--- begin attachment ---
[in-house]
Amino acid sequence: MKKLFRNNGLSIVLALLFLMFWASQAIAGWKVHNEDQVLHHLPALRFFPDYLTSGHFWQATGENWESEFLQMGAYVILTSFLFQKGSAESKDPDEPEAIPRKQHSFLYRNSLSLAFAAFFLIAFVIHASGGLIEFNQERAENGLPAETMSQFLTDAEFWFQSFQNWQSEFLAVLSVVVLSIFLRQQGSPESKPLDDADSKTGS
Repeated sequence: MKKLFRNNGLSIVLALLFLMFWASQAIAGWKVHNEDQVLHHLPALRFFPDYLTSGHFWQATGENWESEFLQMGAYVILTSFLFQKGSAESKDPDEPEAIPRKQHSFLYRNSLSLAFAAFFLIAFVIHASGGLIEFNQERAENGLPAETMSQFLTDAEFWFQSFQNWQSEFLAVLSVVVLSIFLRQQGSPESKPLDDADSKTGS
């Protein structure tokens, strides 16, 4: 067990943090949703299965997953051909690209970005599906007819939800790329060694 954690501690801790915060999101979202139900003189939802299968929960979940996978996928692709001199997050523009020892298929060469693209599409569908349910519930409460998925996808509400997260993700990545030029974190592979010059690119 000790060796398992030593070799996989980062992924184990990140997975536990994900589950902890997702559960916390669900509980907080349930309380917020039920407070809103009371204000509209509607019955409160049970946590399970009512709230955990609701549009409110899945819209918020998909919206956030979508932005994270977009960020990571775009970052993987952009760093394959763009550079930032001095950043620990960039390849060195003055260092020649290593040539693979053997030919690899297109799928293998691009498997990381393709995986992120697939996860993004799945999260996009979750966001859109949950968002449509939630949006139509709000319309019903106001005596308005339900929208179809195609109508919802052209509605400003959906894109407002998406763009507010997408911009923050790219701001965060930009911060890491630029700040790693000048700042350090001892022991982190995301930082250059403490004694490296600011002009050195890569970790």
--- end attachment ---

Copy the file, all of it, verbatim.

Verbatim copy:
[in-house]
Amino acid sequence: MKKLFRNNGLSIVLALLFLMFWASQAIAGWKVHNEDQVLHHLPALRFFPDYLTSGHFWQATGENWESEFLQMGAYVILTSFLFQKGSAESKDPDEPEAIPRKQHSFLYRNSLSLAFAAFFLIAFVIHASGGLIEFNQERAENGLPAETMSQFLTDAEFWFQSFQNWQSEFLAVLSVVVLSIFLRQQGSPESKPLDDADSKTGS
Repeated sequence: MKKLFRNNGLSIVLALLFLMFWASQAIAGWKVHNEDQVLHHLPALRFFPDYLTSGHFWQATGENWESEFLQMGAYVILTSFLFQKGSAESKDPDEPEAIPRKQHSFLYRNSLSLAFAAFFLIAFVIHASGGLIEFNQERAENGLPAETMSQFLTDAEFWFQSFQNWQSEFLAVLSVVVLSIFLRQQGSPESKPLDDADSKTGS
């Protein structure tokens, strides 16, 4: 067990943090949703299965997953051909690209970005599906007819939800790329060694 954690501690801790915060999101979202139900003189939802299968929960979940996978996928692709001199997050523009020892298929060469693209599409569908349910519930409460998925996808509400997260993700990545030029974190592979010059690119 000790060796398992030593070799996989980062992924184990990140997975536990994900589950902890997702559960916390669900509980907080349930309380917020039920407070809103009371204000509209509607019955409160049970946590399970009512709230955990609701549009409110899945819209918020998909919206956030979508932005994270977009960020990571775009970052993987952009760093394959763009550079930032001095950043620990960039390849060195003055260092020649290593040539693979053997030919690899297109799928293998691009498997990381393709995986992120697939996860993004799945999260996009979750966001859109949950968002449509939630949006139509709000319309019903106001005596308005339900929208179809195609109508919802052209509605400003959906894109407002998406763009507010997408911009923050790219701001965060930009911060890491630029700040790693000048700042350090001892022991982190995301930082250059403490004694490296600011002009050195890569970790």